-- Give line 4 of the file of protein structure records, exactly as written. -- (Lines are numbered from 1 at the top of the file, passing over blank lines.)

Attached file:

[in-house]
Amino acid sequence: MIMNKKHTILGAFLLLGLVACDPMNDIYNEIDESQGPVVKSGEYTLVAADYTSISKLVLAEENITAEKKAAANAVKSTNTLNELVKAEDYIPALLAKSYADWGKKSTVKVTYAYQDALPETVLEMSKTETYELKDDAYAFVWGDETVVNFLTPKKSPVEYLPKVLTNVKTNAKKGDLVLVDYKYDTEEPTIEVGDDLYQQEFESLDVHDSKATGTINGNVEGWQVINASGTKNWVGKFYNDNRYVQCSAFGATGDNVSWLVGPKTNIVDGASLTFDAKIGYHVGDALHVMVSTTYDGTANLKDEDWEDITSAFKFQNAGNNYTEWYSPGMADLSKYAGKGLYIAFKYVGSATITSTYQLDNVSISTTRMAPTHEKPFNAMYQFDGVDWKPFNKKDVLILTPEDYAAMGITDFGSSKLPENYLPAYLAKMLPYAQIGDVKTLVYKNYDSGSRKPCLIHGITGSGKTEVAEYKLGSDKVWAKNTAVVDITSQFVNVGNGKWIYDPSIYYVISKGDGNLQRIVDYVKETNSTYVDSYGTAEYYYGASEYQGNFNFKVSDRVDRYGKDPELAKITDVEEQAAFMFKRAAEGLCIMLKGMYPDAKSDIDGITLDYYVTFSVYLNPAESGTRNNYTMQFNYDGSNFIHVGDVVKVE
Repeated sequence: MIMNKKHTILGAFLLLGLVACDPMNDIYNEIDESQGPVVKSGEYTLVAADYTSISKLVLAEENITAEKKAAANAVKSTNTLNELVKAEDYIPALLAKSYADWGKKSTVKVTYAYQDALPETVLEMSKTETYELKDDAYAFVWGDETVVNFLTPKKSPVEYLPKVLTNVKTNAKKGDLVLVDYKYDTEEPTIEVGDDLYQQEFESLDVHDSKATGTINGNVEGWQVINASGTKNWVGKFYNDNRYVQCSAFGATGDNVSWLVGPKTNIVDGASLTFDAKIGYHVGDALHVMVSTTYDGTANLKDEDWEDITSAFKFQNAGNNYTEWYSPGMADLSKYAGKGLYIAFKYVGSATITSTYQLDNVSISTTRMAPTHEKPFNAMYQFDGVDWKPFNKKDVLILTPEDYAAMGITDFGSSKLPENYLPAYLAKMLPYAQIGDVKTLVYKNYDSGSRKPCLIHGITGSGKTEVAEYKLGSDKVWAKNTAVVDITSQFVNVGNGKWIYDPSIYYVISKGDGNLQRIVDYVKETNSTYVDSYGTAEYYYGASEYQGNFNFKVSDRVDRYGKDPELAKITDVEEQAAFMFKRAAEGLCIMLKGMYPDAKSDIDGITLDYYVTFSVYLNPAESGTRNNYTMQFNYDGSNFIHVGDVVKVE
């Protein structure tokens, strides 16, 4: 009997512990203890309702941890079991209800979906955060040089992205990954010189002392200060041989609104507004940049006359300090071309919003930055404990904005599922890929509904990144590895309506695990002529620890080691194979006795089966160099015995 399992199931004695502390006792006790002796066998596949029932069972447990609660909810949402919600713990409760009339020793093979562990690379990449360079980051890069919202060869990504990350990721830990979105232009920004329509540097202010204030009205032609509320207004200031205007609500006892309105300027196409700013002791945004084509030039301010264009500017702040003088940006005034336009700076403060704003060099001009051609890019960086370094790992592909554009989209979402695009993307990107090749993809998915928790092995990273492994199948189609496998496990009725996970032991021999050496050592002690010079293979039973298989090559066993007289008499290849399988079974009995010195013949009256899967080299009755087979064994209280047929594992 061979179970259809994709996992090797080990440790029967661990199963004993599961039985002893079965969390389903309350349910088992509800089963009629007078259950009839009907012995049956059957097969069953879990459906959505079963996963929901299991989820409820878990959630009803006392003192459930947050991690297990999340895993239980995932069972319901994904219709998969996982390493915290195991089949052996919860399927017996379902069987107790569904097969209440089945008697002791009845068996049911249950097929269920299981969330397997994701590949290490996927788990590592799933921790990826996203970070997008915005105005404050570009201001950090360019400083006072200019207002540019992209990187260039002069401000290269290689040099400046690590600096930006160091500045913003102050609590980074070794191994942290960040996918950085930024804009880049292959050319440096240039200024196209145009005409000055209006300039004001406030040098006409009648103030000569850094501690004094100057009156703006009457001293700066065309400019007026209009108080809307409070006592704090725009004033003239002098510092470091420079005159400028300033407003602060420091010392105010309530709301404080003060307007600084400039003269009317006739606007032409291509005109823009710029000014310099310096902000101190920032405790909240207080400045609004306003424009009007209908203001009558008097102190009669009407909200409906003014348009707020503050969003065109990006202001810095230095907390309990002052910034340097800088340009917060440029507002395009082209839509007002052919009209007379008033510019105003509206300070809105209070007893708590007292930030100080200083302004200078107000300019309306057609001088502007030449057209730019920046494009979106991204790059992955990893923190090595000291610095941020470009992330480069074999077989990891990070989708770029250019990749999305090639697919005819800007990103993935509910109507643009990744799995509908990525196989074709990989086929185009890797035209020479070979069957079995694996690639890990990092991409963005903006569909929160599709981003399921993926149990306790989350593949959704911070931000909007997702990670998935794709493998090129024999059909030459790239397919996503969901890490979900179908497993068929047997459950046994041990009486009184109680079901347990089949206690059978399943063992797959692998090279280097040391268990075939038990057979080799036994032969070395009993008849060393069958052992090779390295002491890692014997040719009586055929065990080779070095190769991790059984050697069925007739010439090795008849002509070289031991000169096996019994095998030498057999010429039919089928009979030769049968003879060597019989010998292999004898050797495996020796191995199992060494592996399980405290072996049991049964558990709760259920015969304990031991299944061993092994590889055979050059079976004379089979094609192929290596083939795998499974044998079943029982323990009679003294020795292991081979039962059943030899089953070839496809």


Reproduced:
């Protein structure tokens, strides 16, 4: 009997512990203890309702941890079991209800979906955060040089992205990954010189002392200060041989609104507004940049006359300090071309919003930055404990904005599922890929509904990144590895309506695990002529620890080691194979006795089966160099015995 399992199931004695502390006792006790002796066998596949029932069972447990609660909810949402919600713990409760009339020793093979562990690379990449360079980051890069919202060869990504990350990721830990979105232009920004329509540097202010204030009205032609509320207004200031205007609500006892309105300027196409700013002791945004084509030039301010264009500017702040003088940006005034336009700076403060704003060099001009051609890019960086370094790992592909554009989209979402695009993307990107090749993809998915928790092995990273492994199948189609496998496990009725996970032991021999050496050592002690010079293979039973298989090559066993007289008499290849399988079974009995010195013949009256899967080299009755087979064994209280047929594992 061979179970259809994709996992090797080990440790029967661990199963004993599961039985002893079965969390389903309350349910088992509800089963009629007078259950009839009907012995049956059957097969069953879990459906959505079963996963929901299991989820409820878990959630009803006392003192459930947050991690297990999340895993239980995932069972319901994904219709998969996982390493915290195991089949052996919860399927017996379902069987107790569904097969209440089945008697002791009845068996049911249950097929269920299981969330397997994701590949290490996927788990590592799933921790990826996203970070997008915005105005404050570009201001950090360019400083006072200019207002540019992209990187260039002069401000290269290689040099400046690590600096930006160091500045913003102050609590980074070794191994942290960040996918950085930024804009880049292959050319440096240039200024196209145009005409000055209006300039004001406030040098006409009648103030000569850094501690004094100057009156703006009457001293700066065309400019007026209009108080809307409070006592704090725009004033003239002098510092470091420079005159400028300033407003602060420091010392105010309530709301404080003060307007600084400039003269009317006739606007032409291509005109823009710029000014310099310096902000101190920032405790909240207080400045609004306003424009009007209908203001009558008097102190009669009407909200409906003014348009707020503050969003065109990006202001810095230095907390309990002052910034340097800088340009917060440029507002395009082209839509007002052919009209007379008033510019105003509206300070809105209070007893708590007292930030100080200083302004200078107000300019309306057609001088502007030449057209730019920046494009979106991204790059992955990893923190090595000291610095941020470009992330480069074999077989990891990070989708770029250019990749999305090639697919005819800007990103993935509910109507643009990744799995509908990525196989074709990989086929185009890797035209020479070979069957079995694996690639890990990092991409963005903006569909929160599709981003399921993926149990306790989350593949959704911070931000909007997702990670998935794709493998090129024999059909030459790239397919996503969901890490979900179908497993068929047997459950046994041990009486009184109680079901347990089949206690059978399943063992797959692998090279280097040391268990075939038990057979080799036994032969070395009993008849060393069958052992090779390295002491890692014997040719009586055929065990080779070095190769991790059984050697069925007739010439090795008849002509070289031991000169096996019994095998030498057999010429039919089928009979030769049968003879060597019989010998292999004898050797495996020796191995199992060494592996399980405290072996049991049964558990709760259920015969304990031991299944061993092994590889055979050059079976004379089979094609192929290596083939795998499974044998079943029982323990009679003294020795292991081979039962059943030899089953070839496809």